It’s been a transition year not only for Celtics coach Brad Stevens, president of basketball operations Danny Ainge, and a slew of new players, but also for owner Wyc Grousbeck.
In mid-March, Grousbeck is generally watching his team prepare for a deep playoff run. This year, the Celtics are preparing for the draft lottery and what is expected to be an active offseason. June and July will be when they really build back toward respectability.
It’s been difficult for Grousbeck to watch consistent losses, focus on development more than victories, and cross his fingers for a high lottery pick rather than watch his skilled squad crush playoff opponents, as it did for most of the past six years.
“I think since 2007 we knew this year was coming,” said Grousbeck, whose team is 22-43 entering Friday night’s home game against the Phoenix Suns. “We didn’t know when it would be, probably thought it would be before 2014. The fact that Brad is here and Danny is at the top of his game makes it easier for me as CEO to get through this year because I think we have the pieces in place for our next run as a contender. We have our coach, our GM, a bunch of young kids and a bunch of draft picks, so I feel like we’re better off.
“First of all, we had a longer run than I thought with the Big Three [Paul Pierce, Kevin Garnett, and Ray Allen] and I think we’re a little bit better off this year in looking forward than we could have. But I have to be honest, it’s been a tough year.”
Sensing the Celtics could no longer compete with the likes of the Miami Heat and Indiana Pacers, Ainge traded Pierce and Garnett to the Brooklyn Nets in a deal that brought five players and three first-round picks. The Celtics have nine first-round picks over the next five years and are consistently playing four first- or second-year players, including Jared Sullinger and Kelly Olynyk.
“Our first shot at ownership starting in 2003, we had never experienced success, we had to build it up from the bottom,” Grousbeck said. “But now we’re spoiled. We’ve had three or four true championship-contending teams. We’re totally spoiled. I’m spoiled. Our fans are spoiled. And now we’re not in that position. I will say the fan support has been extraordinary. The attendance, the enthusiasm, and the support for this project has been better than I thought it would be. They’ve been great.”
The Celtics are 12th in the NBA in average attendance at a little more than 18,000 per game, filling 96.7 percent of TD Garden. The fan base has been subjected to some painful moments this season, but Grousbeck is thrilled by the loyalty.
“We have all been spoiled by the great run of success that all Boston teams have had and I’m really appreciative of the fans for hanging in there with us and for finding things to cheer about,” he said. “Playing hard for a new coach, watching rookies develop, welcome back Paul and KG. We’re finding things to cheer about this year that aren’t necessarily wins. And that shows the devotion of the Boston fan.”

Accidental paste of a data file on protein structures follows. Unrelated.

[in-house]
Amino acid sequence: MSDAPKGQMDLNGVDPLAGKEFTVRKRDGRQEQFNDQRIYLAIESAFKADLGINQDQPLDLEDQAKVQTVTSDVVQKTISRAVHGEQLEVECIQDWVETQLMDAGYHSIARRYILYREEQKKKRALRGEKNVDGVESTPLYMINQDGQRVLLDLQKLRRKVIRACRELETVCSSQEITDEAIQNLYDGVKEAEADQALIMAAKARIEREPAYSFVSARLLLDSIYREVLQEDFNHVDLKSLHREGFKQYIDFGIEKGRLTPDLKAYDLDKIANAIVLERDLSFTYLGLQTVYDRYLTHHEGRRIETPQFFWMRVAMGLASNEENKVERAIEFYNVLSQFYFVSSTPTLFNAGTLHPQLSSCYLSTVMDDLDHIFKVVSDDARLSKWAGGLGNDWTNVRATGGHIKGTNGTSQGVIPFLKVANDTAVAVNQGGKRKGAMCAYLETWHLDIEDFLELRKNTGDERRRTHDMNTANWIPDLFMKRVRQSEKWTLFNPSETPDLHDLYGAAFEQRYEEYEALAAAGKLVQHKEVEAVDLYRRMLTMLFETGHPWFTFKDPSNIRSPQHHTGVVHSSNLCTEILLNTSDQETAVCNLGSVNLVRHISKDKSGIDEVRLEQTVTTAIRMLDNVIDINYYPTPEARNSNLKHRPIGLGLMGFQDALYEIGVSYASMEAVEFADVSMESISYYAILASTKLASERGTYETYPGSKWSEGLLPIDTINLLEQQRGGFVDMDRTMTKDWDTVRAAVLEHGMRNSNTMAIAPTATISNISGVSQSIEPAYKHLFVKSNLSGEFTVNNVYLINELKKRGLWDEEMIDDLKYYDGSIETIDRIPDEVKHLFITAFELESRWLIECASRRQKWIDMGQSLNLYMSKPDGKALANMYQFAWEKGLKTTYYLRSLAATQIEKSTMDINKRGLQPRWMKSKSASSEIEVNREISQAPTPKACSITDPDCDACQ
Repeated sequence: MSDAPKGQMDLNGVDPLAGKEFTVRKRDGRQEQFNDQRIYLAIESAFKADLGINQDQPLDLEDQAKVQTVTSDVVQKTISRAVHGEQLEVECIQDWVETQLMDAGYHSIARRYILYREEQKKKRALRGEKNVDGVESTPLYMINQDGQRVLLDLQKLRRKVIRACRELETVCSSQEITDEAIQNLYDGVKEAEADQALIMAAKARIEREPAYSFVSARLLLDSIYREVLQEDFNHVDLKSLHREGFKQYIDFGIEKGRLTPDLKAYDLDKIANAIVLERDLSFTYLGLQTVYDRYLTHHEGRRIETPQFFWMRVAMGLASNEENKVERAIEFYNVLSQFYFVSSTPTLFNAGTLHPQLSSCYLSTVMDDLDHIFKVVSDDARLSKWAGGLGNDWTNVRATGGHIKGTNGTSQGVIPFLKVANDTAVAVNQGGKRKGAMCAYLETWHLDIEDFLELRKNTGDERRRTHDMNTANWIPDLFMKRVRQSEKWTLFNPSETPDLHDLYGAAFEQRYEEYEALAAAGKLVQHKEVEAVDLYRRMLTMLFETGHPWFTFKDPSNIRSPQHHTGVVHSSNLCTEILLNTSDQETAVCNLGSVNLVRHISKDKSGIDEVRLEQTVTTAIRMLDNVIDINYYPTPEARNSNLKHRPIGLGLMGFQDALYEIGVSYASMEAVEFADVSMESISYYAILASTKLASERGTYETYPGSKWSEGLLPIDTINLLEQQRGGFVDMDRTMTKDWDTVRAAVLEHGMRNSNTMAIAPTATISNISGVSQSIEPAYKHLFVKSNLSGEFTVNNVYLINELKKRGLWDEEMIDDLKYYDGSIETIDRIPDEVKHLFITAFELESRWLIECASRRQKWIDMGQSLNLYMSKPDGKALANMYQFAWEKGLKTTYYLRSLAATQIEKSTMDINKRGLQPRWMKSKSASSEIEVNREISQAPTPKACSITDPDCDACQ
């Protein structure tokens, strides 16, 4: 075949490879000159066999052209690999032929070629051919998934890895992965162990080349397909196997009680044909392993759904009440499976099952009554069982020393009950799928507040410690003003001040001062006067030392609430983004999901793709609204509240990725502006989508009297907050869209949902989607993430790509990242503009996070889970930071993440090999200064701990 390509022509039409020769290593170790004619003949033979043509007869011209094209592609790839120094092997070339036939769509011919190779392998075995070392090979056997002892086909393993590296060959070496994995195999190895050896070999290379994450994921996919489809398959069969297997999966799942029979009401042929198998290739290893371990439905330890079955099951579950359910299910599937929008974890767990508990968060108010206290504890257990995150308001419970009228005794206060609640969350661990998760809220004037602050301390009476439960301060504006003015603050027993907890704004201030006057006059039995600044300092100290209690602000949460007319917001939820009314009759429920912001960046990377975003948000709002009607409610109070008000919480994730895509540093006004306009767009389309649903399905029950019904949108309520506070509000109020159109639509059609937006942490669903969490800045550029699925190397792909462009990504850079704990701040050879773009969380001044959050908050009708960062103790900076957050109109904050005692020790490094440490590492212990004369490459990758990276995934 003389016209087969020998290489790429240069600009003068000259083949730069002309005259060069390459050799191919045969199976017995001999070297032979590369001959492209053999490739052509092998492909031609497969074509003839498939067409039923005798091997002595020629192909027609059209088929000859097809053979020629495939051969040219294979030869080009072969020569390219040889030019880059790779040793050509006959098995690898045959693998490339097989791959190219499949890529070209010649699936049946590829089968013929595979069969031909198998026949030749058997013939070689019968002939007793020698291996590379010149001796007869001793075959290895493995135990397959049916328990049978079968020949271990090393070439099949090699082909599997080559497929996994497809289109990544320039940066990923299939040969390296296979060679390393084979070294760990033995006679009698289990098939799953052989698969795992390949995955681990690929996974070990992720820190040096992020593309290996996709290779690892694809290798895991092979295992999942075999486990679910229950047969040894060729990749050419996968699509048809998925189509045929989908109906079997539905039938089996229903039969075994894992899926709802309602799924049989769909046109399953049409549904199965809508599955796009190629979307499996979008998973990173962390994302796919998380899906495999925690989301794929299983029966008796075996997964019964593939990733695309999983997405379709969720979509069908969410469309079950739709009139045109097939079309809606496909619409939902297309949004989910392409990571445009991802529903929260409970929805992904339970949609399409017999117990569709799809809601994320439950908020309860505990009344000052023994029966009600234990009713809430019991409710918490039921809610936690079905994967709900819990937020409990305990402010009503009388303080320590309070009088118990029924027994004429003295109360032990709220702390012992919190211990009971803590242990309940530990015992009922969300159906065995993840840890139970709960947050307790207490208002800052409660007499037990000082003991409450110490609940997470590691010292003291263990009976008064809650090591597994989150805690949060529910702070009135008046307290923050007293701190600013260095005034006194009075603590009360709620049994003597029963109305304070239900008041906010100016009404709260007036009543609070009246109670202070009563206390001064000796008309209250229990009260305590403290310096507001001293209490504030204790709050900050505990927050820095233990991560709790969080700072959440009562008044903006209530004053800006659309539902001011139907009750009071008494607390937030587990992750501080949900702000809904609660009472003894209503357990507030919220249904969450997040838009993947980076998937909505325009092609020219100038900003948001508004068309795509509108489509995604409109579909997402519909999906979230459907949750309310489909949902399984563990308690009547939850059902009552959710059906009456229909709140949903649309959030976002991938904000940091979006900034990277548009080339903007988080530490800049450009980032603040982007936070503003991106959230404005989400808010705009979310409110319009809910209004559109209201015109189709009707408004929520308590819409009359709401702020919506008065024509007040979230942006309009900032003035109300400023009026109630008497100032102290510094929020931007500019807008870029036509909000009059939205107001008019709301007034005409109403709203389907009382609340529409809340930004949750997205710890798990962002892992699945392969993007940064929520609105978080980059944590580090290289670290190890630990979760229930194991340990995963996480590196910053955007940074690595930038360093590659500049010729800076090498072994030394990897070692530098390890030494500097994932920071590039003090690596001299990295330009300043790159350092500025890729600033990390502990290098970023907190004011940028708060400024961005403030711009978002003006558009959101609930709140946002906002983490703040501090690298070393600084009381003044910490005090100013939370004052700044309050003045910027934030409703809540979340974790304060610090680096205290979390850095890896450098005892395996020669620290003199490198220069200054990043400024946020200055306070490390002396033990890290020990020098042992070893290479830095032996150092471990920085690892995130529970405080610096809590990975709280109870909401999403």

With likely two of the top 20 picks, Celtics fans have been anticipating the June 26 draft, as well as free agency. Grousbeck is no different.
“I’ve got confidence that with all these picks and these young guys and our willingness to spend money that we can get there,” he said. “We’re a patient group. We will take a multiyear plan if that’s what it takes. But I think this June there could be some fireworks. I think this June we’ve got so many pieces to this puzzle that we might be able to shake loose a real piece or two for this team going forward. So, I’m hoping it’s sooner rather than later.”
The only holdover from the 2008 championship team is point guard Rajon Rondo, whose contract expires after the 2014-15 season and has been the subject of trade rumors the past two years. Grousbeck did not hide his admiration for the four-time All-Star.
“He’s loved right here, from my seat on the court,” Grousbeck said. “I love the guy. I love his championship ring when he was the young kid. I love his growth. It reminds me of Paul Pierce. Growing from the moments in his younger days and making progress toward being an all-time Celtic and a leader. I am always hopeful that a guy like that is going to stay around.”
The Celtics will have extensive salary cap space in the summer of 2015, but the organization hasn’t attracted a major free agent in his prime in more than 20 years. Grousbeck is confident that will change.
“In my opinion, Kevin Garnett chose to come here,” he said. “Not technically a free agent, but it was a choice to come to Boston and he could have not come, not signed the extension. And that led to a championship. Kevin and Doc [Rivers] coming here and saying such great things about Boston definitely helps our recruiting position.
“There’s money everywhere in the league now. The money is so big in the league that guys will get their money one way or another. The only difference is championship rings. I’ve got one on right now. When guys really want a ring, we think they’re going to look at us, look at Brad, look at our fans and our ownership support, and say this is a place they’ll consider.”
The transition from Rivers to Stevens has gone smoothly, with the rookie coach drawing rave reviews for his managing of a young roster.
“I love Brad, he’s so comfortable with himself, he knows who he is, he knows how he wants his team to play, he knows what kind of players he wants, he’s a natural leader even though he looks like a 25-year-old,” Grousbeck said. “There’s something magnetic about him. He’s going to be a great coach in this league for a long time to come.
“I said to someone the other day, ‘Doc, I really miss you and wish you didn’t leave, but this has really eased the pain, having Brad here.’ ”